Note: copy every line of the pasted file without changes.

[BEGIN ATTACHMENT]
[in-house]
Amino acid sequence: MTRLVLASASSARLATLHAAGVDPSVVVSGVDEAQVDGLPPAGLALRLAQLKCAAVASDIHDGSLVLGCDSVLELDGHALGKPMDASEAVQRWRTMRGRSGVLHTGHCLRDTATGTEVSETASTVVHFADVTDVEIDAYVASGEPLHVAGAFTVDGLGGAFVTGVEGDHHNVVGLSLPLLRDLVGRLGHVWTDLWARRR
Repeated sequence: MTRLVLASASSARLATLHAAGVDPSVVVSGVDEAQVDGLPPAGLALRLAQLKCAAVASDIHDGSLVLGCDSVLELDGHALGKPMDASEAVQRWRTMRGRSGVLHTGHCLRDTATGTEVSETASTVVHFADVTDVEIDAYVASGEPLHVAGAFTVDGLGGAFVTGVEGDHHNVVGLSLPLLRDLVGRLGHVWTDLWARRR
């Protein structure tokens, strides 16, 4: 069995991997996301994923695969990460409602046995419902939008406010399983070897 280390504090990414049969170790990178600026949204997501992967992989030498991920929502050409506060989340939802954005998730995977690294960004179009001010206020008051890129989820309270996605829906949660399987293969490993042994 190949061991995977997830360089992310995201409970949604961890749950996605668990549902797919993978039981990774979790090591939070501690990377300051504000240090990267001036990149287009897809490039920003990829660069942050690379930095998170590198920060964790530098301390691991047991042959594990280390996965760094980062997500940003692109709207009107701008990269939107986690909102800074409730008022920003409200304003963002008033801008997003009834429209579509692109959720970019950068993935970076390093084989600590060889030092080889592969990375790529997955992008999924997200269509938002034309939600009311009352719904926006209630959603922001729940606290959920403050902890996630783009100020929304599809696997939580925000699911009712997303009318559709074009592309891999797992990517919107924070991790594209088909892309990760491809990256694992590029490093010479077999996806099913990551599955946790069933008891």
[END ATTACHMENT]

[in-house]
Amino acid sequence: MTRLVLASASSARLATLHAAGVDPSVVVSGVDEAQVDGLPPAGLALRLAQLKCAAVASDIHDGSLVLGCDSVLELDGHALGKPMDASEAVQRWRTMRGRSGVLHTGHCLRDTATGTEVSETASTVVHFADVTDVEIDAYVASGEPLHVAGAFTVDGLGGAFVTGVEGDHHNVVGLSLPLLRDLVGRLGHVWTDLWARRR
Repeated sequence: MTRLVLASASSARLATLHAAGVDPSVVVSGVDEAQVDGLPPAGLALRLAQLKCAAVASDIHDGSLVLGCDSVLELDGHALGKPMDASEAVQRWRTMRGRSGVLHTGHCLRDTATGTEVSETASTVVHFADVTDVEIDAYVASGEPLHVAGAFTVDGLGGAFVTGVEGDHHNVVGLSLPLLRDLVGRLGHVWTDLWARRR
């Protein structure tokens, strides 16, 4: 069995991997996301994923695969990460409602046995419902939008406010399983070897 280390504090990414049969170790990178600026949204997501992967992989030498991920929502050409506060989340939802954005998730995977690294960004179009001010206020008051890129989820309270996605829906949660399987293969490993042994 190949061991995977997830360089992310995201409970949604961890749950996605668990549902797919993978039981990774979790090591939070501690990377300051504000240090990267001036990149287009897809490039920003990829660069942050690379930095998170590198920060964790530098301390691991047991042959594990280390996965760094980062997500940003692109709207009107701008990269939107986690909102800074409730008022920003409200304003963002008033801008997003009834429209579509692109959720970019950068993935970076390093084989600590060889030092080889592969990375790529997955992008999924997200269509938002034309939600009311009352719904926006209630959603922001729940606290959920403050902890996630783009100020929304599809696997939580925000699911009712997303009318559709074009592309891999797992990517919107924070991790594209088909892309990760491809990256694992590029490093010479077999996806099913990551599955946790069933008891």